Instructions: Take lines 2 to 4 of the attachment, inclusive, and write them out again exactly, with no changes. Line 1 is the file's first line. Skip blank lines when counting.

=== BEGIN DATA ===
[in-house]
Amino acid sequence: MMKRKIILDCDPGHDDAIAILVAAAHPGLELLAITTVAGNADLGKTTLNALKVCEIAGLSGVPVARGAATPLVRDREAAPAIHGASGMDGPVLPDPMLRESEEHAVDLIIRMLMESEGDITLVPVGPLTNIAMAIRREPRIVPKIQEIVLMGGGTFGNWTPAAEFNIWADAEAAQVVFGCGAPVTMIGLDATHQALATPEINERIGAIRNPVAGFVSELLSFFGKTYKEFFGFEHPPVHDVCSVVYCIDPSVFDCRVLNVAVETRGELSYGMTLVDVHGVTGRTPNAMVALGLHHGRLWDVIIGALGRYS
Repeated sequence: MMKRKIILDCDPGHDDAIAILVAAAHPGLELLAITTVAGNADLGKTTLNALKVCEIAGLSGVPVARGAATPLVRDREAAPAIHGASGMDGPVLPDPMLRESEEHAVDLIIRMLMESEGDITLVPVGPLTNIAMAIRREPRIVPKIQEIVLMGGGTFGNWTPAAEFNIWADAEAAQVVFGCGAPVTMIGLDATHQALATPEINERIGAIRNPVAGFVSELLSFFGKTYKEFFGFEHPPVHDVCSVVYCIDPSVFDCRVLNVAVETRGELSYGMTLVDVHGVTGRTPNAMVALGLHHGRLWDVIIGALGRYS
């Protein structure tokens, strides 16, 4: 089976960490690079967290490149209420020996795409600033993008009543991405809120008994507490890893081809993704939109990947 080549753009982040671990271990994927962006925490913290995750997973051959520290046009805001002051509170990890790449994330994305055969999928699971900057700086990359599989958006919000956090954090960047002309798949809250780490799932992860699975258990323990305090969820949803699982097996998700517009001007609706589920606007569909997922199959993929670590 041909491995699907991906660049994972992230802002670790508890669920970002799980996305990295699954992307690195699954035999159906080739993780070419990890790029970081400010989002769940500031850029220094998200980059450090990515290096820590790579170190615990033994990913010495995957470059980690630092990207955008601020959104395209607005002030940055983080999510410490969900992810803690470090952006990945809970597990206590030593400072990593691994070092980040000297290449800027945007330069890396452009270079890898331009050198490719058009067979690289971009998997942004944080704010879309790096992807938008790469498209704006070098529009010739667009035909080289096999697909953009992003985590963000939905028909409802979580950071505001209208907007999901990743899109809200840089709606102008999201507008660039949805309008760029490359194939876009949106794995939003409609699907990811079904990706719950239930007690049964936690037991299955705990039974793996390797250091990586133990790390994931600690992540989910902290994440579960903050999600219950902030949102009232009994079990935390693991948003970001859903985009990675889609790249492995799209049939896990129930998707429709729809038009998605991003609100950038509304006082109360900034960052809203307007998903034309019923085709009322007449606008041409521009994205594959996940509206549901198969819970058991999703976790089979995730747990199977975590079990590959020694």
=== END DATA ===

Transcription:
Amino acid sequence: MMKRKIILDCDPGHDDAIAILVAAAHPGLELLAITTVAGNADLGKTTLNALKVCEIAGLSGVPVARGAATPLVRDREAAPAIHGASGMDGPVLPDPMLRESEEHAVDLIIRMLMESEGDITLVPVGPLTNIAMAIRREPRIVPKIQEIVLMGGGTFGNWTPAAEFNIWADAEAAQVVFGCGAPVTMIGLDATHQALATPEINERIGAIRNPVAGFVSELLSFFGKTYKEFFGFEHPPVHDVCSVVYCIDPSVFDCRVLNVAVETRGELSYGMTLVDVHGVTGRTPNAMVALGLHHGRLWDVIIGALGRYS
Repeated sequence: MMKRKIILDCDPGHDDAIAILVAAAHPGLELLAITTVAGNADLGKTTLNALKVCEIAGLSGVPVARGAATPLVRDREAAPAIHGASGMDGPVLPDPMLRESEEHAVDLIIRMLMESEGDITLVPVGPLTNIAMAIRREPRIVPKIQEIVLMGGGTFGNWTPAAEFNIWADAEAAQVVFGCGAPVTMIGLDATHQALATPEINERIGAIRNPVAGFVSELLSFFGKTYKEFFGFEHPPVHDVCSVVYCIDPSVFDCRVLNVAVETRGELSYGMTLVDVHGVTGRTPNAMVALGLHHGRLWDVIIGALGRYS
């Protein structure tokens, strides 16, 4: 089976960490690079967290490149209420020996795409600033993008009543991405809120008994507490890893081809993704939109990947 080549753009982040671990271990994927962006925490913290995750997973051959520290046009805001002051509170990890790449994330994305055969999928699971900057700086990359599989958006919000956090954090960047002309798949809250780490799932992860699975258990323990305090969820949803699982097996998700517009001007609706589920606007569909997922199959993929670590 041909491995699907991906660049994972992230802002670790508890669920970002799980996305990295699954992307690195699954035999159906080739993780070419990890790029970081400010989002769940500031850029220094998200980059450090990515290096820590790579170190615990033994990913010495995957470059980690630092990207955008601020959104395209607005002030940055983080999510410490969900992810803690470090952006990945809970597990206590030593400072990593691994070092980040000297290449800027945007330069890396452009270079890898331009050198490719058009067979690289971009998997942004944080704010879309790096992807938008790469498209704006070098529009010739667009035909080289096999697909953009992003985590963000939905028909409802979580950071505001209208907007999901990743899109809200840089709606102008999201507008660039949805309008760029490359194939876009949106794995939003409609699907990811079904990706719950239930007690049964936690037991299955705990039974793996390797250091990586133990790390994931600690992540989910902290994440579960903050999600219950902030949102009232009994079990935390693991948003970001859903985009990675889609790249492995799209049939896990129930998707429709729809038009998605991003609100950038509304006082109360900034960052809203307007998903034309019923085709009322007449606008041409521009994205594959996940509206549901198969819970058991999703976790089979995730747990199977975590079990590959020694």